The hall-mark of great teams is how they instil fear in the minds of the opposition. This England side have looked every bit as intimidating as Steve Waugh's Australians used to be. Their mere presence is causing panic in the Indian ranks.
As the one-day world champions lay vanquished after their sixth straight defeat on the tour, India couldn't help but admire the rapid progress England have made under Andy Flower. This series has been a case of what India can do, England can do better. A perfect example was witnessed at The Rose Bowl on Tuesday.
When India, put into bat, amassed 187, it looked like they had the total to test England. To their dismay, the hosts got home in a canter, with seven wickets to spare. The loss would have extinguished what little hopes the visitors had nursed of avenging the Test humiliation.
With three games to go, pocketing the one-day series looks beyond Dhoni & Co. At the end of the rain-truncated second game, the body language reflected their helplessness. Beyond batting and bowling, the way Ian Bell strode around the field and pulled off a spectacular catch is the kind of moment that lifts your team and demoralises the opposition.
In the final over, Manoj Tiwary had connected and chosen his spot well, hitting Tim Bresnan back over his head, but Bell sprinted in from wide long-on to take a flying catch.
The stunt was beyond any in the visiting XI who were on the park. The fine exhibition of boundary fielding epitomised the vibrancy of England's performance.
The lack of a strike bowler was badly felt by India. The wet ball, due to dew, neutralised Praveen Kumar's swing, and Munaf Patel, at best, can restrict the batsmen. R Ashwin was outshone by Graeme Swann, who grabbed three wickets.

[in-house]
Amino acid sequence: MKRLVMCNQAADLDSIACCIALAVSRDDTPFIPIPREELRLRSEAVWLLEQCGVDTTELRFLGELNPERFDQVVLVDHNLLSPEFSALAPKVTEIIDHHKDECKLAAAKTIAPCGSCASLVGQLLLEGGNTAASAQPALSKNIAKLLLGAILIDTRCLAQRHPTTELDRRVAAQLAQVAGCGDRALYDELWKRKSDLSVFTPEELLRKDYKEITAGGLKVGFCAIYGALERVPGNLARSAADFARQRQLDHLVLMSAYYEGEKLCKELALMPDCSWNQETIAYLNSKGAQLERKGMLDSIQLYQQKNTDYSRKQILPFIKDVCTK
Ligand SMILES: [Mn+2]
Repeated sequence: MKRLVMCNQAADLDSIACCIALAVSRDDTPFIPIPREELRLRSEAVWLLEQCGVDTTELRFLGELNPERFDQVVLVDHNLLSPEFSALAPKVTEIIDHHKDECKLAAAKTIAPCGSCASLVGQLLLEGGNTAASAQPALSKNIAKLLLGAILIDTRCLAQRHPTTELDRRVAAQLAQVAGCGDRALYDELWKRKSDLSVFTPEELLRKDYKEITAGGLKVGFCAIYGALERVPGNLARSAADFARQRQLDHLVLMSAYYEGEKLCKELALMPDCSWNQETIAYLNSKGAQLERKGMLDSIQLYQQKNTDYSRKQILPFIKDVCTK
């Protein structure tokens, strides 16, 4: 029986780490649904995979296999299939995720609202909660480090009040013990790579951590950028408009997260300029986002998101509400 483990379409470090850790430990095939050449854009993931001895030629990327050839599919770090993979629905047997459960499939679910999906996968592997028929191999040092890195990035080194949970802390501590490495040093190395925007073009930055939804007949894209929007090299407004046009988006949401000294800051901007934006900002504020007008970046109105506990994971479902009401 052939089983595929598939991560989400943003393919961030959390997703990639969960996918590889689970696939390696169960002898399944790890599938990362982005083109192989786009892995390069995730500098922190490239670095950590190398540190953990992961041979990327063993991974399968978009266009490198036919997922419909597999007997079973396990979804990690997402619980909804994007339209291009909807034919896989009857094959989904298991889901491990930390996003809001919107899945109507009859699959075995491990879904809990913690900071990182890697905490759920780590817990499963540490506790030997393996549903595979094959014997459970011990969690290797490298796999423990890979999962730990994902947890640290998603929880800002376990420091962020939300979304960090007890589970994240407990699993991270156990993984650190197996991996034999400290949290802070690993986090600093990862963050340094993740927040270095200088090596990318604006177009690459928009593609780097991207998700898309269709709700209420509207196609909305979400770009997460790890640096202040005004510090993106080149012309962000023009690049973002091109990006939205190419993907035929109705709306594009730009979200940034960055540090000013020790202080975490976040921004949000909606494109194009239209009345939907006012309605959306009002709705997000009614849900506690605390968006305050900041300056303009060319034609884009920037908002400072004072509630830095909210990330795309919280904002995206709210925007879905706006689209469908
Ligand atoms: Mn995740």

If Parthiv Patel gave India a flying start, Craig Kieswetter neutralised it with a belligerent 46 from 25 balls. India's other opener, Ajinkya Rahane, played another impressive knock but captain Alastair Cook went one better, scoring an unbeaten 80.
For a team to put up a fight, they should first have self-belief. The Indian skipper admitted he was clueless: "In the first five overs nothing worked for us. It became difficult once the ball got wet," Dhoni said.
"None of our fast bowlers are genuinely quick. They look to swing the ball, and when it does not happen as it is wet, it becomes difficult. Once Vinay Kumar and Praveen went for runs, I thought it would be good to give the off spinner a chance. But even he went for quite a few."
Dhoni's biggest handicap is the inability to get the right balance. Without an all-rounder, Dhoni is forced to rely on part-time bowlers Suresh Raina and Virat Kohli to fill in the fifth bowler's slot. Their four overs cost 35 runs.
"When you have the fifth bowler, you can manoeuvre the bowlers but with Kohli and Raina that is becoming difficult," he said. On Rahane, who needed a runner, Dhoni said he would recover in time.